18 States Sue To Block The SAVE Plan

Home » 18 States Sue To Block The SAVE Plan

Apr 19, 2024

In March 2024, the State of Kansas filed a lawsuit in Federal court to block President Biden’s Saving on a Valuable Education (SAVE) plan. Shortly thereafter, the state of Missouri filed a similar lawsuit (on behalf of Mohela) and within two weeks, a total of 18 states became involved in one of these two lawsuits. Below is a summary of the direct allegations in the Kansas lawsuit. While we’ve combined and simplified many of the accusations to make them shorter and easier to digest, we want to emphasize all of the allegations below (quoted or not) are from the lawsuit and not our own. We are not forming any opinions on this matter. Our aim is to keep you objectively informed as we’ve done with other lawsuits related to student loans. As this case progresses through the courts, we’ll continue to update this article.


This suit is directly aimed at President Biden, the Department of Education (DOE) and the Secretary of Education, Miguel Cardona. The suit alleges the administration overreached and bypassed Congress with the SAVE plan (referred to as the “Final Rule” below) by allowing borrowers to avoid paying back much of their debt via ultra-low payments and new forgiveness provisions. Plaintiffs are calling the SAVE plan a partial grant instead of a loan repayment plan, therefore breaking all sorts of mandates under the Higher Education Act (HEA). SAVE gives the Secretary a huge amount of discretion to write and change both IDR program rules and “waiver” (forgiveness) provisions, which the Plaintiffs have major concerns about. They also claim the DOE broke some procedural rules in the process. Taken together, all of this allegedly defies the Supreme Court decision in Nebraska vs. Biden less than a year ago, likely setting the stage for another SCOTUS decision.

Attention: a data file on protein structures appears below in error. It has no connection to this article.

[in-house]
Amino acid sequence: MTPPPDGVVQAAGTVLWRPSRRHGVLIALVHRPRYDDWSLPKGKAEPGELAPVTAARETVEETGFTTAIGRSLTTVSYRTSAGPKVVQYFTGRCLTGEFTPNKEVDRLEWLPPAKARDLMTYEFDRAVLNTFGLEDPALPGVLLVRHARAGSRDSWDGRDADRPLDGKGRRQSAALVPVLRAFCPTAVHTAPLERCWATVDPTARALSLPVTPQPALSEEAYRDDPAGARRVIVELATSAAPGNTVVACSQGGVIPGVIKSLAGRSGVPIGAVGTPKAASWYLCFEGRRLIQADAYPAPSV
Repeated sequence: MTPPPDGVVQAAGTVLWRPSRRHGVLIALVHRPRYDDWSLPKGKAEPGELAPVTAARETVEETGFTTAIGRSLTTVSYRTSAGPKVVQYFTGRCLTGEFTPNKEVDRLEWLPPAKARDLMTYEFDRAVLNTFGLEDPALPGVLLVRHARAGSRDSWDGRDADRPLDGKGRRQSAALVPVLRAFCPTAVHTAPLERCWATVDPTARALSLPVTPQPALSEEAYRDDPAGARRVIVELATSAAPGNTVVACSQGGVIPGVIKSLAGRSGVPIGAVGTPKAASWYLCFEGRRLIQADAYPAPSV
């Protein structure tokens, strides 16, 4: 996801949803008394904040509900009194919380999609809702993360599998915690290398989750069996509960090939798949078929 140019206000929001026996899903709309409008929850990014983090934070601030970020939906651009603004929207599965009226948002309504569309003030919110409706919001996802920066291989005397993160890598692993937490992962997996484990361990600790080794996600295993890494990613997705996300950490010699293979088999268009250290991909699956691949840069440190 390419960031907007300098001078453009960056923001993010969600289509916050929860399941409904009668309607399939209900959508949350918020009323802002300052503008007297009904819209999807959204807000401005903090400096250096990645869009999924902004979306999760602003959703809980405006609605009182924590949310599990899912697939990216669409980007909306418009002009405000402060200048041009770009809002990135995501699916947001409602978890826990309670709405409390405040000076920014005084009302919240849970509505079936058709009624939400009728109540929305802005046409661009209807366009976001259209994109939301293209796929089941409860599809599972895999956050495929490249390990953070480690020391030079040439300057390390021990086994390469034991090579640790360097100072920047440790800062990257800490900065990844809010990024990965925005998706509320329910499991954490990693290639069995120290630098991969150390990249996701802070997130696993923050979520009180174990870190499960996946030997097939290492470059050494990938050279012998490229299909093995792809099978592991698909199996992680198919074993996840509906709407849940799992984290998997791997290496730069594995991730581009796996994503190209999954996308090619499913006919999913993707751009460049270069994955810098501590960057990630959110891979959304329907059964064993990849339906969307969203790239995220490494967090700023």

• Back in 1993, the premise of direct government lending was there would be no ultimate cost to the government because the loans would accrue interest and eventually get paid back. The cancelation of the remaining balance (if any) at the end of the 25-year period (under ICR) was designed to be a narrow and rare exception rather than the rule.
  • Congress has set very specific limits on loan forgiveness. Nevertheless, the DOE has tried to give itself the power to set its own lower thresholds. The Department has attempted to unilaterally override some of these statutory provisions through the rulemaking process to make them more generous. Circumventing congress, both PAYE and REPAYE were issued via executive order, and allowed borrowers to pay back less money, but still more than they originally borrowed. “However, the data within the Final Rule demonstrates that the average undergraduate borrower under the new SAVE Plan would pay only about $6,121 for every $10,000 borrowed.”
  • The Congressional Budget Office initially estimated the SAVE plan would cost $156B. However, it was written before SCOTUS struck down Biden’s first attempt at forgiveness which would have already cancelled $430B before SAVE went into effect. This estimate still has not been updated as of April 2024, and ultimately should include much of the unforgiven debt still out there. The suit alleges the true cost of SAVE is basically unknown, but likely closer to $430B than $156B.
  • “The Congressional Budget Office also noted that Defendants’ estimate assumed that there would be no increase in enrollment in the proposed IDR plan among current or future borrowers and no increase in borrowing among eligible students in the future.”
  • During the comment period of negotiated rulemaking multiple commenters challenged the legal authority of Defendants to implement these regulations, including: (1) acting in excess of statutory authority, (2) implicating the major questions doctrine, and (3) promulgating a rule that is arbitrary and capricious. DOE seemingly ignored these comments and pressed forward with the plan.